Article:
Caffeine Reduction and Overactive Bladder Symptoms
|ClinicalTrials.gov Identifier: NCT00754260|
Recruitment Status : Unknown
Verified December 2015 by Tola Omotosho, University of New Mexico.
Recruitment status was: Active, not recruiting
First Posted : September 17, 2008
Last Update Posted : December 14, 2015
A. Statement of Objective: To conduct a randomized trial to evaluate the impact of caffeine restriction on Overactive Bladder(OAB) symptoms including urinary frequency, nocturia, incontinence episodes, symptom severity and bother and quality of life.
B. Specific Aims/Hypothesis:
To determine if reduction in caffeine intake decreases urinary frequency, nocturia and incontinence episodes as measured on a 3-day voiding diary in women with Overactive Bladder (OAB).
We hypothesize that women with overactive bladder will report less frequent urination and decreased nocturia and incontinence episodes with caffeine reduction.
- To determine whether caffeine reduction results in decreased symptom severity and bother and improved quality of life scores as measured by the Questionnaire for Incontinence Severity Index (ISI), Questionnaire for Urinary Incontinence Diagnosis (QUID), Urogenital Distress Inventory (UDI-6) and the Incontinence Impact Questionnaire (IIQ-7).
We hypothesize that women with OAB who reduce their intake of caffeine will report decreased symptom bother and improved quality of life as measured by the ISI, UDI-6 and the IIQ-
|Condition or disease||Intervention/treatment||Phase|
|Overactive Bladder||Behavioral: Caffeine reduction||Not Applicable|
Objective: To evaluate the impact of caffeine reduction education on urinary frequency.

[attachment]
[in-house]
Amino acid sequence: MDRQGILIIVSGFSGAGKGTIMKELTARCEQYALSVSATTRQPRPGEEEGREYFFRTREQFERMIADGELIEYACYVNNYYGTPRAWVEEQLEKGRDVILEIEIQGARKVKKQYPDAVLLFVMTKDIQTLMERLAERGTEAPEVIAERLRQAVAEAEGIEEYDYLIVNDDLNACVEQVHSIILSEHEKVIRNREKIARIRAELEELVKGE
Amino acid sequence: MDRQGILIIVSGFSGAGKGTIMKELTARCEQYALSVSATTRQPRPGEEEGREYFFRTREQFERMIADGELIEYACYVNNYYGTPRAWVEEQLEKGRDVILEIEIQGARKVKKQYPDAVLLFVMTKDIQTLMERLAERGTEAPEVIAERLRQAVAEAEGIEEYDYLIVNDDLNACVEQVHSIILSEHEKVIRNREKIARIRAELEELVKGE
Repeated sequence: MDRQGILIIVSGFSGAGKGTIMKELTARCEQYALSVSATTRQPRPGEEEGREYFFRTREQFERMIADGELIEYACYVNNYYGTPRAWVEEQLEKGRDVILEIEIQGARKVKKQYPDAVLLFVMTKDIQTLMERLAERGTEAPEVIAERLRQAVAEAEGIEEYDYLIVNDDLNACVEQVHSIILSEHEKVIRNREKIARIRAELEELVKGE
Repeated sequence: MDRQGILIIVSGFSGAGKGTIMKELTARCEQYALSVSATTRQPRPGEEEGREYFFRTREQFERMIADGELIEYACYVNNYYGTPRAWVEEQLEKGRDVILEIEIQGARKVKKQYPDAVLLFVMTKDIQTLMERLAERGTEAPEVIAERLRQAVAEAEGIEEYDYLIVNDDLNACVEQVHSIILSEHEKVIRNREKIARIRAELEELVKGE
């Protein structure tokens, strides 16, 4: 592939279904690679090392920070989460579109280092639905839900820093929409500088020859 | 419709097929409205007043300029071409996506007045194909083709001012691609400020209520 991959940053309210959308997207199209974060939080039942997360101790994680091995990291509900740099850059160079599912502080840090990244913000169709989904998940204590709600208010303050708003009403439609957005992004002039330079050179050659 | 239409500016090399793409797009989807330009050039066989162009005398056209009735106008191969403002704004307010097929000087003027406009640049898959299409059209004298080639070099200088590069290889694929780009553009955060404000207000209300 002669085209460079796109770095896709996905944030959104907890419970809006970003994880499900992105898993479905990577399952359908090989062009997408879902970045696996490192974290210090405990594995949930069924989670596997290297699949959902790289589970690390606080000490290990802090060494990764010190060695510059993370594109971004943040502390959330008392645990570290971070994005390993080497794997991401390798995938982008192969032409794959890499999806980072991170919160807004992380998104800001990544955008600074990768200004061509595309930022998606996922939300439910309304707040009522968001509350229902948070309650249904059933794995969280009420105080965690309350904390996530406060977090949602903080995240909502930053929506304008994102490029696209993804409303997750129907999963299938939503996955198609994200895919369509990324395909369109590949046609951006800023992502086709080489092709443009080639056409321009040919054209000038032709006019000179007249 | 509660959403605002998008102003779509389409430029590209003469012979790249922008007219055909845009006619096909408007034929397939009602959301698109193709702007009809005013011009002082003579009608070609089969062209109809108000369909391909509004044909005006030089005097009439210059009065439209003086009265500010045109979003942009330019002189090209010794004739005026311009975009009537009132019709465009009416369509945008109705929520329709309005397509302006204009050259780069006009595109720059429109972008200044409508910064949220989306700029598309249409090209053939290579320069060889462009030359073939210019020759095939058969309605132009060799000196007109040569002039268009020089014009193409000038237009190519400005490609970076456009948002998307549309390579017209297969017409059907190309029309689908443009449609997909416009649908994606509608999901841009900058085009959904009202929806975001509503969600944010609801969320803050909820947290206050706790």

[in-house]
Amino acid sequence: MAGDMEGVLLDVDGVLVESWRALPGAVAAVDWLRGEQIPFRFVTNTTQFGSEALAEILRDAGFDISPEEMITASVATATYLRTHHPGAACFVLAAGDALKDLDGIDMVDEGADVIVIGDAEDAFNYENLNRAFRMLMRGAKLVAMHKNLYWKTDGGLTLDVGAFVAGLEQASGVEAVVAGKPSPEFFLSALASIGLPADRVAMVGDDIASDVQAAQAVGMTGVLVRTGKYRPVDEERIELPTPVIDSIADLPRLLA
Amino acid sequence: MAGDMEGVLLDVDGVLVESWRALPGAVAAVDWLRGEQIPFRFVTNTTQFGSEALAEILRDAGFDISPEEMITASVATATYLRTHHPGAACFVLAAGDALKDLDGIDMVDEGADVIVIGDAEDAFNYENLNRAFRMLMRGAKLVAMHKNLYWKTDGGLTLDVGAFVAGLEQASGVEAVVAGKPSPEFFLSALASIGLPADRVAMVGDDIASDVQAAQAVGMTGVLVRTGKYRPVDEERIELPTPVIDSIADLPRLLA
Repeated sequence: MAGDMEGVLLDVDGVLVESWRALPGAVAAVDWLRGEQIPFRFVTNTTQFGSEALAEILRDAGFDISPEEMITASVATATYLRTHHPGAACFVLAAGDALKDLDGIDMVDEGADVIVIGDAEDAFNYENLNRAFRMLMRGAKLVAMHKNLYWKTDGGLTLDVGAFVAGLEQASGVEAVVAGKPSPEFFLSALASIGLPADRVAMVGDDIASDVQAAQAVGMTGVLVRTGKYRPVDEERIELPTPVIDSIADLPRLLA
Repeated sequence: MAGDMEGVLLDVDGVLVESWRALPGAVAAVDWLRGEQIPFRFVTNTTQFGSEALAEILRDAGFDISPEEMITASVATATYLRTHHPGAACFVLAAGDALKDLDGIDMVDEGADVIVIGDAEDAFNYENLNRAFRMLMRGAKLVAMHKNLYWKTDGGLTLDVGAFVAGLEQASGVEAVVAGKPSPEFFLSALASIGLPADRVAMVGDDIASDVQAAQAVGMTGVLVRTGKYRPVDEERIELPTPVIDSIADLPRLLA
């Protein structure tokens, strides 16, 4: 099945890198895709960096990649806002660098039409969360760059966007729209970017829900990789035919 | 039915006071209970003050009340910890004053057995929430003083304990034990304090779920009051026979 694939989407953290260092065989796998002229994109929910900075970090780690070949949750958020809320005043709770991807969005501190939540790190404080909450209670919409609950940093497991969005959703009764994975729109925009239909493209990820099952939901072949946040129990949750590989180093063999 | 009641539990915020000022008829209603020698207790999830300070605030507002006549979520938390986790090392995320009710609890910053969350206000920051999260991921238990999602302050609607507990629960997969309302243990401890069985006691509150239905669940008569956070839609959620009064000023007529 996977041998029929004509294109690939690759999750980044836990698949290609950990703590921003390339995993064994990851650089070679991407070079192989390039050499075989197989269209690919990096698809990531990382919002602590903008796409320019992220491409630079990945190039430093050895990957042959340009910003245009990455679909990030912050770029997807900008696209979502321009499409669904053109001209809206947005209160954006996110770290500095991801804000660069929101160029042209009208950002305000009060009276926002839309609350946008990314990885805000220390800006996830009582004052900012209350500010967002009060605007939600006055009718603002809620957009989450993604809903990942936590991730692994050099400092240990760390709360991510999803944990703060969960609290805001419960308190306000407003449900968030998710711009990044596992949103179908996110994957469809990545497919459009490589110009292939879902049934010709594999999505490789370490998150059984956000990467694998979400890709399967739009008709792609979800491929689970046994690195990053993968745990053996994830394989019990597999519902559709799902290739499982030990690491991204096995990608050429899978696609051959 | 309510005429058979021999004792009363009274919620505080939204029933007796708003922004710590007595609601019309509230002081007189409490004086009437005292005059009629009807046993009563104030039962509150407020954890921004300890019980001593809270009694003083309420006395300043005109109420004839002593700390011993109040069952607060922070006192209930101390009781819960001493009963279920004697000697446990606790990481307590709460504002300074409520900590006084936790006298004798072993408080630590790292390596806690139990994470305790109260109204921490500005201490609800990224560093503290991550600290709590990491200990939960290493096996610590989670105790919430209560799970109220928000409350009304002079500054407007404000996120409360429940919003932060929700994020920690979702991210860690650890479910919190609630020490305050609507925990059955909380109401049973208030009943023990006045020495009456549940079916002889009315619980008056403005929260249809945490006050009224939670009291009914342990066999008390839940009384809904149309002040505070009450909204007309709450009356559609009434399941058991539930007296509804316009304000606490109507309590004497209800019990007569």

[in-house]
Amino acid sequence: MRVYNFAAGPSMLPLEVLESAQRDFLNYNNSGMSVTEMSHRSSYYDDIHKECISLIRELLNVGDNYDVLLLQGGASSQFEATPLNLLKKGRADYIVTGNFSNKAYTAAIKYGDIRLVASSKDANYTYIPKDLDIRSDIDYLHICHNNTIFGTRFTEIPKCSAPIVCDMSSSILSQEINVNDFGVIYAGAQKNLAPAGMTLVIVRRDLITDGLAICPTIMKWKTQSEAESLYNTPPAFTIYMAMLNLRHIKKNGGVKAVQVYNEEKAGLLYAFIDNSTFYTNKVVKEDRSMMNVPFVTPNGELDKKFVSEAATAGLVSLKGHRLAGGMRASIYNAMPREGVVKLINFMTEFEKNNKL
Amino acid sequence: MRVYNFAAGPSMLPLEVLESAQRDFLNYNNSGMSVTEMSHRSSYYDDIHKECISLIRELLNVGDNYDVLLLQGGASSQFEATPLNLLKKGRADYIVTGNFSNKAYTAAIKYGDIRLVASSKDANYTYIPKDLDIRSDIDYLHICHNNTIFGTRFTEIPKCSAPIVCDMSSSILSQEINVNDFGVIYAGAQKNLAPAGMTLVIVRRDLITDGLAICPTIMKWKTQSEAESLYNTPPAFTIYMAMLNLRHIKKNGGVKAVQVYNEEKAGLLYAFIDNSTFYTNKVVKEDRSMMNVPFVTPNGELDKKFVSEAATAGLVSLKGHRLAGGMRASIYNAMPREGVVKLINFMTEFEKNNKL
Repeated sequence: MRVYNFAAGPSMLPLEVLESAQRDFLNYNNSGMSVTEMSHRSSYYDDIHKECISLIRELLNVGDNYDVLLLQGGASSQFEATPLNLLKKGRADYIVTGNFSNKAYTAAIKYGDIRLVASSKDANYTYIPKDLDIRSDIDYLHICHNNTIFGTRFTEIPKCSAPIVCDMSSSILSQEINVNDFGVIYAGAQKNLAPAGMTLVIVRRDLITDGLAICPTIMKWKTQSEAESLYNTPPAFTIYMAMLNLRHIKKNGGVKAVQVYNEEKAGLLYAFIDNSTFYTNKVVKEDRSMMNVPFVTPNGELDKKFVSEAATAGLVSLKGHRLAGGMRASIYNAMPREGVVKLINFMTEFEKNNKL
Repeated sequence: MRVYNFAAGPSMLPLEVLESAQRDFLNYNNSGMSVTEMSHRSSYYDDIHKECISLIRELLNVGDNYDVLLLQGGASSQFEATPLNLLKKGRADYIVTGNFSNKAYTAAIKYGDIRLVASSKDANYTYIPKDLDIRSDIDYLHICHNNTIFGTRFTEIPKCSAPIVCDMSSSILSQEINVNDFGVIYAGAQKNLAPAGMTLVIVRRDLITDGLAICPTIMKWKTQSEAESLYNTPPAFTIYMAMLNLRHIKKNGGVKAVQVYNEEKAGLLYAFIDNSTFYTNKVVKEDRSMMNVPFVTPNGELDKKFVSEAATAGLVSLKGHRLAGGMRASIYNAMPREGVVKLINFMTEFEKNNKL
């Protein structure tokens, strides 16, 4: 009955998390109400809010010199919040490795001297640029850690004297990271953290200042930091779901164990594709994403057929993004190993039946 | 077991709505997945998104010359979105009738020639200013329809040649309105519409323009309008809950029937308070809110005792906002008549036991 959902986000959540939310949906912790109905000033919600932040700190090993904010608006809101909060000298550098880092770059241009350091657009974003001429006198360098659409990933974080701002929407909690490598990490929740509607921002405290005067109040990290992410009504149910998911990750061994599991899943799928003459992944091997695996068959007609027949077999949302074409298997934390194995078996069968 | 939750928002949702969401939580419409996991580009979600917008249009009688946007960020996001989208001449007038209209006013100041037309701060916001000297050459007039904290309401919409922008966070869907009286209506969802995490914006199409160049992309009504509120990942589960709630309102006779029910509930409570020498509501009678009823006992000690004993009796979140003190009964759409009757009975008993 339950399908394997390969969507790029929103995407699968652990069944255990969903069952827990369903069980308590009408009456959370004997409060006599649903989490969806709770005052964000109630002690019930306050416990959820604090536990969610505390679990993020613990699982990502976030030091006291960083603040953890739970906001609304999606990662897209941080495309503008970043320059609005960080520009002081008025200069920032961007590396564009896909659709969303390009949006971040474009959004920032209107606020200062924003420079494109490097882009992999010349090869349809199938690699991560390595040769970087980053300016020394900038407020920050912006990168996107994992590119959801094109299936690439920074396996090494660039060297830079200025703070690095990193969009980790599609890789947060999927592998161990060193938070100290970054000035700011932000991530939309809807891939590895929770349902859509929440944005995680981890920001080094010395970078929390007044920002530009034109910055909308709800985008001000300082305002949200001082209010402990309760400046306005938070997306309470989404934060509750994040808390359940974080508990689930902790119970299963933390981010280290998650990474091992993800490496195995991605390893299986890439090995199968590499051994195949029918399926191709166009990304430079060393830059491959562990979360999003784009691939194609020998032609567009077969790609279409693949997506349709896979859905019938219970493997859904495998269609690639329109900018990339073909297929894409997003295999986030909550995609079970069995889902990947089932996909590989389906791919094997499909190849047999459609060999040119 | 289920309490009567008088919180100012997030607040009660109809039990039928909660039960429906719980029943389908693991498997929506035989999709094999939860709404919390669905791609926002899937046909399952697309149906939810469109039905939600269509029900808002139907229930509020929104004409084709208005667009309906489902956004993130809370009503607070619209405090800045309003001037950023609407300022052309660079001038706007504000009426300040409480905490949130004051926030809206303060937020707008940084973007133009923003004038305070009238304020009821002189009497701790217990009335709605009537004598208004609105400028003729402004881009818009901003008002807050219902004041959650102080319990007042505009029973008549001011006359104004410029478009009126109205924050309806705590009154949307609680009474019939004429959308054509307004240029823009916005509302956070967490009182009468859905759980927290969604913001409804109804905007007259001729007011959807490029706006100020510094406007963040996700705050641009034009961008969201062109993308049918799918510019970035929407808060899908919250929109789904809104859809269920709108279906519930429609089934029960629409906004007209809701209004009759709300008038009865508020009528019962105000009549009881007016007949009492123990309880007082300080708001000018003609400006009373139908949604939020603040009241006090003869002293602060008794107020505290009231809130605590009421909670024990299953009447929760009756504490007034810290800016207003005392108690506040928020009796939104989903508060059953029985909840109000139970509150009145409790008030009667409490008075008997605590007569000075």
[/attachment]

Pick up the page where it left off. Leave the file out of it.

Methods: Women with overactive bladder (OAB) symptoms who scored a 6 on the Questionnaire for Urinary Incontinence Diagnosis and who consumed at least 200 mg of caffeine daily were recruited. After completing baseline 3-day bladder diaries including amount and type of caffeine consumption, as well as validated urinary symptom severity, bother and quality of life questionnaires, women were randomized to receive caffeine reduction education vs. a control group who reviewed their voiding diary with no counseling to reduce caffeine; both groups were asked to maintain total fluid intake. Participants repeated the 3-day bladder diary and validated questionnaires following randomization. A total of 80 women were required to achieve 80% power with an alpha error of 0.05 to detect a difference of 1.3 in mean number of daily voids averaged over a 3-day voiding diary.
|Study Type :||Interventional (Clinical Trial)|
|Estimated Enrollment :||110 participants|
|Intervention Model:||Parallel Assignment|
|Official Title:||Caffeine Reduction Education And Overactive Bladder Symptoms|
|Study Start Date :||March 2008|
|Estimated Primary Completion Date :||August 2016|
|Estimated Study Completion Date :||August 2016|
Experimental: Caffiene reduction group
Caffeine reduction group Intervention is to counseling to reduce caffeine intake
Behavioral: Caffeine reduction
patients are randomized to receive caffeine reduction counseling versus no caffeine reduction counseling
No Intervention: No caffeine reduction group
No Caffeine reduction group Intervention is to not counsel regarding caffeine intake
- urinary frequency, as measured on a 3-day voiding diary [ Time Frame: baseline and 2 - 4 weeks ]
- Improved Quality of life scores [ Time Frame: baseline and 2 - 4 weeks ]
Please refer to this study by its ClinicalTrials.gov identifier (NCT number): NCT00754260
|United States, New Mexico|
|Dr. Kammerer- Doak|
|Albuquerque, New Mexico, United States, 87111|
|Tola Omotosho , MD|
|Albuquerque, New Mexico, United States, 87131|
|Study Chair:||Rebecca Rogers||University of New Mexico|